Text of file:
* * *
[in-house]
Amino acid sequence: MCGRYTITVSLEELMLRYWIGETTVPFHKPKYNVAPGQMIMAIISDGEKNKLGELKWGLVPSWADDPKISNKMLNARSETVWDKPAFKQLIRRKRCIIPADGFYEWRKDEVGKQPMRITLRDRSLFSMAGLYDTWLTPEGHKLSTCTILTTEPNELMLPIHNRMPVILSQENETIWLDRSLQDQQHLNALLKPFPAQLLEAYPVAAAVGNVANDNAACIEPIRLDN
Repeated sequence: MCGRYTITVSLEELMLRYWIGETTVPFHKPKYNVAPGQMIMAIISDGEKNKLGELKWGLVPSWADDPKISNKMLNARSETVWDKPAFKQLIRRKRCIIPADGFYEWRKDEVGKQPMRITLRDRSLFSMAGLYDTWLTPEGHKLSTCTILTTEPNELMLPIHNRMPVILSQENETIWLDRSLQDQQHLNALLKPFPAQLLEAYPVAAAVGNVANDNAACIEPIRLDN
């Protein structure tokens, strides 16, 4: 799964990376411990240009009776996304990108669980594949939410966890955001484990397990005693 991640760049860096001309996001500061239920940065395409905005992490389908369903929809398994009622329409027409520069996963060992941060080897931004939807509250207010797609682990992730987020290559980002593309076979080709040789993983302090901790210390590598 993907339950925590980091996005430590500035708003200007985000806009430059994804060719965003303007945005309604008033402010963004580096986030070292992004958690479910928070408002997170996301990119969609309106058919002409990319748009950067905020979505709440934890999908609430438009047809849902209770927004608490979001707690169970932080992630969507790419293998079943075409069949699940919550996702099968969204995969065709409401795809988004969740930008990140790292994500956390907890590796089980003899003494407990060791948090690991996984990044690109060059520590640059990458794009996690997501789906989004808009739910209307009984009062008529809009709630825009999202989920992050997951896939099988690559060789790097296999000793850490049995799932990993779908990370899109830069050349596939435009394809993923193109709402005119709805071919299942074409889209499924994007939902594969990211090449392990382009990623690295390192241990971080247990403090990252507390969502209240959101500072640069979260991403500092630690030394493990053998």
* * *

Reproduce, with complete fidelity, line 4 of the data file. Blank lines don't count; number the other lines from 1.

């Protein structure tokens, strides 16, 4: 799964990376411990240009009776996304990108669980594949939410966890955001484990397990005693 991640760049860096001309996001500061239920940065395409905005992490389908369903929809398994009622329409027409520069996963060992941060080897931004939807509250207010797609682990992730987020290559980002593309076979080709040789993983302090901790210390590598 993907339950925590980091996005430590500035708003200007985000806009430059994804060719965003303007945005309604008033402010963004580096986030070292992004958690479910928070408002997170996301990119969609309106058919002409990319748009950067905020979505709440934890999908609430438009047809849902209770927004608490979001707690169970932080992630969507790419293998079943075409069949699940919550996702099968969204995969065709409401795809988004969740930008990140790292994500956390907890590796089980003899003494407990060791948090690991996984990044690109060059520590640059990458794009996690997501789906989004808009739910209307009984009062008529809009709630825009999202989920992050997951896939099988690559060789790097296999000793850490049995799932990993779908990370899109830069050349596939435009394809993923193109709402005119709805071919299942074409889209499924994007939902594969990211090449392990382009990623690295390192241990971080247990403090990252507390969502209240959101500072640069979260991403500092630690030394493990053998």